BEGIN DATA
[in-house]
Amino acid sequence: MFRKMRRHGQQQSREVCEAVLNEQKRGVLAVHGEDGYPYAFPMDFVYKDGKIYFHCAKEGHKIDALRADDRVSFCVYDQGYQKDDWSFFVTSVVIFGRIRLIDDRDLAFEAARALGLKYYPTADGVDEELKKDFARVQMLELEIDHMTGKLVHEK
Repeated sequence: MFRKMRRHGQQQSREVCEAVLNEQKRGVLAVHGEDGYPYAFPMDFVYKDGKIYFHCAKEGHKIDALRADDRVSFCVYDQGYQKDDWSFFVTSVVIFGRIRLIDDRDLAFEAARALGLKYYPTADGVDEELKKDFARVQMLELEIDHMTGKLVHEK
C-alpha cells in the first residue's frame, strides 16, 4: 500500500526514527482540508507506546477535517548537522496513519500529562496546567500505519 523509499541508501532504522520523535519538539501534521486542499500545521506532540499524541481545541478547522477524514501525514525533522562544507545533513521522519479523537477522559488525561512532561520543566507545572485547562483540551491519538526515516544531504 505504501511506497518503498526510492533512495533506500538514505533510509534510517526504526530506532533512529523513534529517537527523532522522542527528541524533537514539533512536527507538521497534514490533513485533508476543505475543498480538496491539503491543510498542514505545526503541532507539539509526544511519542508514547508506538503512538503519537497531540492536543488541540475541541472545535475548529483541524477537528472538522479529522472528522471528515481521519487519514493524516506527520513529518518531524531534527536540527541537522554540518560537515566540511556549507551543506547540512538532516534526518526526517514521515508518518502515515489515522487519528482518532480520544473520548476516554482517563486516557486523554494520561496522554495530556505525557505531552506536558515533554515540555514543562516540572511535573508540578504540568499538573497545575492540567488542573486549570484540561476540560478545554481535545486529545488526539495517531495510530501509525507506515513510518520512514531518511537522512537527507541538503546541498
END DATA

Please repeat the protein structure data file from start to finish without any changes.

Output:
[in-house]
Amino acid sequence: MFRKMRRHGQQQSREVCEAVLNEQKRGVLAVHGEDGYPYAFPMDFVYKDGKIYFHCAKEGHKIDALRADDRVSFCVYDQGYQKDDWSFFVTSVVIFGRIRLIDDRDLAFEAARALGLKYYPTADGVDEELKKDFARVQMLELEIDHMTGKLVHEK
Repeated sequence: MFRKMRRHGQQQSREVCEAVLNEQKRGVLAVHGEDGYPYAFPMDFVYKDGKIYFHCAKEGHKIDALRADDRVSFCVYDQGYQKDDWSFFVTSVVIFGRIRLIDDRDLAFEAARALGLKYYPTADGVDEELKKDFARVQMLELEIDHMTGKLVHEK
C-alpha cells in the first residue's frame, strides 16, 4: 500500500526514527482540508507506546477535517548537522496513519500529562496546567500505519 523509499541508501532504522520523535519538539501534521486542499500545521506532540499524541481545541478547522477524514501525514525533522562544507545533513521522519479523537477522559488525561512532561520543566507545572485547562483540551491519538526515516544531504 505504501511506497518503498526510492533512495533506500538514505533510509534510517526504526530506532533512529523513534529517537527523532522522542527528541524533537514539533512536527507538521497534514490533513485533508476543505475543498480538496491539503491543510498542514505545526503541532507539539509526544511519542508514547508506538503512538503519537497531540492536543488541540475541541472545535475548529483541524477537528472538522479529522472528522471528515481521519487519514493524516506527520513529518518531524531534527536540527541537522554540518560537515566540511556549507551543506547540512538532516534526518526526517514521515508518518502515515489515522487519528482518532480520544473520548476516554482517563486516557486523554494520561496522554495530556505525557505531552506536558515533554515540555514543562516540572511535573508540578504540568499538573497545575492540567488542573486549570484540561476540560478545554481535545486529545488526539495517531495510530501509525507506515513510518520512514531518511537522512537527507541538503546541498